Your Vote 2016

Thank you to our Your Vote 2016 sponsors: MEMIC, Lambert Coffin and the Colby Goldfarb Center for Public Affairs and Civil Engagement.



Additional Coverage:

Archive resources:

PORTLAND, Maine - A rematch between Republican Rep. Bruce Poliquin and Democrat Emily Cain has brought record spending to Maine's 2nd Congressional District.

Poliquin, who won two years ago, casts his opponent as a career politician who supports higher taxes and who's out of touch with Mainers. Cain, meanwhile, accuses Poliquin of being a multimillionaire puppet of Wall Street donors who abused tax loopholes in Maine.

Irwin Gratz / Maine Public

The YMCA of Southern Maine is offering free child care to voters today.

President Helen Brena says it’s part of the Y’s mission to be socially responsible.

“This is our way to do that,” Brena says. “To help parents be able to have a safe place for their kids so they can go and exercise their right to vote, which is important for everybody to do.”

The Southern Maine Y is offering the free child care at its four locations until 1 p.m. today and again 4-8 p.m. Its four branches are in Freeport, New Gloucester, Portland and Biddeford.

Brian Bechard / Maine Public

Secretary of State Matt Dunlap says Maine could set a record for voter turnout this year.

SACO, Maine - Two Maine cities are going to consider placing moratoriums on recreational marijuana businesses as the state prepares to vote on whether to legalize recreational pot use.

Portland will consider a six-month temporary ban on retail marijuana establishments and social clubs on Monday. Portland is the largest city in the state and legalized marijuana locally in 2013, though there is nowhere to legally buy the substance in the city.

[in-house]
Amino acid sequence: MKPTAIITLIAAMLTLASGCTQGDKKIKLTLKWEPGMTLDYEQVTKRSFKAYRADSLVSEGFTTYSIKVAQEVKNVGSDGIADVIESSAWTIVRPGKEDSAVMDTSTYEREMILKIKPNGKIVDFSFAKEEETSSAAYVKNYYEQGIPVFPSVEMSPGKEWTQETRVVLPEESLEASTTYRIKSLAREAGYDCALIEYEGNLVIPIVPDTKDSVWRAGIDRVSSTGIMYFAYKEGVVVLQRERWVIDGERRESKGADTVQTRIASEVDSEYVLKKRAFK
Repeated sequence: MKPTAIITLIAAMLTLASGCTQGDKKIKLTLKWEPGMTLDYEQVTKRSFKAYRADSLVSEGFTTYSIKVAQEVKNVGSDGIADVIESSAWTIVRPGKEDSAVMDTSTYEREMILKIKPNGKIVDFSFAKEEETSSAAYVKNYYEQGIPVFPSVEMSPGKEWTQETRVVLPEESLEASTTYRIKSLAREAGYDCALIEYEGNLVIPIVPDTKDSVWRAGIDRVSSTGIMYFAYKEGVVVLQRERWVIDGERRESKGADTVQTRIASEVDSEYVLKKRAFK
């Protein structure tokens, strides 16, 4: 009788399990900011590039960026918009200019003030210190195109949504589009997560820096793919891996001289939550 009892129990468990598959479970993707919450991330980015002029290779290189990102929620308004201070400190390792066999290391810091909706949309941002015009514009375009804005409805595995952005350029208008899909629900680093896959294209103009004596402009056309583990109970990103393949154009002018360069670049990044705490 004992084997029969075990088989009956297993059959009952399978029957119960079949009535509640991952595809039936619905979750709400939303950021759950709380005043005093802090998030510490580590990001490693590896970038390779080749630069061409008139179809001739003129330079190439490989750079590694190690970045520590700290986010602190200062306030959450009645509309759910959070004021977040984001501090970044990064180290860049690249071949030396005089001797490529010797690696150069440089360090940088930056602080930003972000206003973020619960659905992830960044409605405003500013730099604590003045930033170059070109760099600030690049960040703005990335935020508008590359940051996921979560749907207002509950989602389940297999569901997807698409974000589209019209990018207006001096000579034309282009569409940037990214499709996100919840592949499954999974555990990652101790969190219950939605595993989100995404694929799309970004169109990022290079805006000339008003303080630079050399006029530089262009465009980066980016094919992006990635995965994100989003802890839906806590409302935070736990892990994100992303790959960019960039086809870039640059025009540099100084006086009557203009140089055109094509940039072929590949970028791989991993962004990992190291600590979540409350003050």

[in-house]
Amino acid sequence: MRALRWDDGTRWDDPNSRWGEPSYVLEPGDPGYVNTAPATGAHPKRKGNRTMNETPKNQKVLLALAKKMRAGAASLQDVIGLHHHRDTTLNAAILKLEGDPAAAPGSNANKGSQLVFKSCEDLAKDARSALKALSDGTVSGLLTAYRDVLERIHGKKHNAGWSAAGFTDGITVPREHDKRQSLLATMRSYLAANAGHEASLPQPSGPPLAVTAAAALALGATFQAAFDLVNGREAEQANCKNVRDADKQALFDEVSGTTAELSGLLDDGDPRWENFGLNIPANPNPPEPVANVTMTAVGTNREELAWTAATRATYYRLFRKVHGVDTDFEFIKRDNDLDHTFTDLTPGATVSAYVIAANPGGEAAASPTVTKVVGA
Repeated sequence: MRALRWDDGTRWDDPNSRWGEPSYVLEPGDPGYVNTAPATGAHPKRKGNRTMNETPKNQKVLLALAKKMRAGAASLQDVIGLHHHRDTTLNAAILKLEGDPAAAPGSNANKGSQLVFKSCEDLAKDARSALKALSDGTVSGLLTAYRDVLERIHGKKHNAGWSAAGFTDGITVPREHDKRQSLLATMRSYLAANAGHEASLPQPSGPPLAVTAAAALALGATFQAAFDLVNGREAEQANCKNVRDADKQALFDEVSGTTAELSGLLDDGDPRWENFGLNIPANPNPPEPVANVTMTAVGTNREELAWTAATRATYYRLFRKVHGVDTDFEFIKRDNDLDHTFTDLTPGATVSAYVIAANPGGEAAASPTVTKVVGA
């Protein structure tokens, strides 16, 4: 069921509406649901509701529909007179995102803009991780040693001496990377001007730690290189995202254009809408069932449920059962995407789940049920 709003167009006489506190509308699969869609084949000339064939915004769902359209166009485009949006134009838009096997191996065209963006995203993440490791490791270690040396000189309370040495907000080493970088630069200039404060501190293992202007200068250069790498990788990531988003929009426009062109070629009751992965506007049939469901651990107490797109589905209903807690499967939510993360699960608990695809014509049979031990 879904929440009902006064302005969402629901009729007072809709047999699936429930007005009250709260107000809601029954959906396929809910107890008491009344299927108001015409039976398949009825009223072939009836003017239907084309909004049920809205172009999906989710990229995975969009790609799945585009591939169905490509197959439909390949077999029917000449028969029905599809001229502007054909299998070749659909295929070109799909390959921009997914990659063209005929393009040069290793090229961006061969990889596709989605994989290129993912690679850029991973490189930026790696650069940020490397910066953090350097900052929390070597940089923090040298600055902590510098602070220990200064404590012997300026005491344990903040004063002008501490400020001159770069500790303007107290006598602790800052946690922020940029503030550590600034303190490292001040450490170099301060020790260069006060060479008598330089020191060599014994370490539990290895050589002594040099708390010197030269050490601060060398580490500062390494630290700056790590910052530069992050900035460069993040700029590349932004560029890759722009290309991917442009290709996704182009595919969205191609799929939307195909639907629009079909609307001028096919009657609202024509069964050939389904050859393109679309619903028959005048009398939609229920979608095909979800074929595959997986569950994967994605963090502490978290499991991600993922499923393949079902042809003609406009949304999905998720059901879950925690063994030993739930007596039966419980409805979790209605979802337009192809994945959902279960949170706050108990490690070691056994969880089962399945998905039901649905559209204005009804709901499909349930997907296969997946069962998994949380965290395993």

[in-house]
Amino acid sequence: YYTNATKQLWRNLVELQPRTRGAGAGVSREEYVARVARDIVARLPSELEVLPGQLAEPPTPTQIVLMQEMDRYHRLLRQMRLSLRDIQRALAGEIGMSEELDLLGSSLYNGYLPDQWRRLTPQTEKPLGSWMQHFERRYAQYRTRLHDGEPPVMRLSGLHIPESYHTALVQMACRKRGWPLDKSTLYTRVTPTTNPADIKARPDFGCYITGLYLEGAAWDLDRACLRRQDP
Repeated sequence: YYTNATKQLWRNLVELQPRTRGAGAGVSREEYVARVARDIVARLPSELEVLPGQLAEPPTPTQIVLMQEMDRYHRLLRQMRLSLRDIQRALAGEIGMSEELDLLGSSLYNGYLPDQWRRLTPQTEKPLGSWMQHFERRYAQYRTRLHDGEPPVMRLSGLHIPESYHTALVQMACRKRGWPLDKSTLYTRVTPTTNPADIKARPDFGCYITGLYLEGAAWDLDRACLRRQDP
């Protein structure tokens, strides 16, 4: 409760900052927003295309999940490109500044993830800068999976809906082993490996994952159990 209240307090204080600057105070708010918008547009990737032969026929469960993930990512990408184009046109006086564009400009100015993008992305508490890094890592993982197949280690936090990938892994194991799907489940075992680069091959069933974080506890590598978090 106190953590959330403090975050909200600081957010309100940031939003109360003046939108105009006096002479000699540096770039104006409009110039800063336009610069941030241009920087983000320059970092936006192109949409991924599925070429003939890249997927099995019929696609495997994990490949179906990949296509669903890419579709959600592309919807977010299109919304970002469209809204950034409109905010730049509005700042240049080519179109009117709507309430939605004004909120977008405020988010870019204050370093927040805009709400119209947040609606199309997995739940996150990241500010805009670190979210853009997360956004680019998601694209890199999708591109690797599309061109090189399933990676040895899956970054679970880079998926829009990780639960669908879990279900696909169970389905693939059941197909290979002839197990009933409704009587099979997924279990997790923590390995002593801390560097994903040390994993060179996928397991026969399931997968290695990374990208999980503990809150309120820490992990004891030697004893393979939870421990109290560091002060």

AUGUSTA, Maine - The ACLU of Maine is calling for the U.S. Department of Justice to investigate Gov. Paul LePage for violating the Voting Rights Act.

Zach Heiden says the governor was apparently trying to intimidate college students when he warned students who vote that the state will check to make sure they take all steps required to establish residency.

Susan Sharon / Maine Public

Maine’s top law enforcement and election officials say Gov. Paul LePage attempted to discourage college students from voting when he threatened to investigate whether they followed all voter and residency laws after the election.

LEWISTON, Maine — Officials at a private liberal arts college in Lewiston say orange fliers distributed at numerous dorms and at the school's dining hall are a "deliberate attempt at voter suppression."

The fliers found at Bates College over the weekend state that students must pay to change their driver's licenses to Lewiston within 30 days in order to register and vote in the city. It also states they must pay to re-register vehicles.

Secretary of State Matt Dunlap says that information is false. He says enrolled students living in the community can vote.

Maine House Democratic Campaign Committee

A Republican political action committee controlled by House Minority Leader Ken Fredette is under fire for distributing political ads masquerading as local newspapers.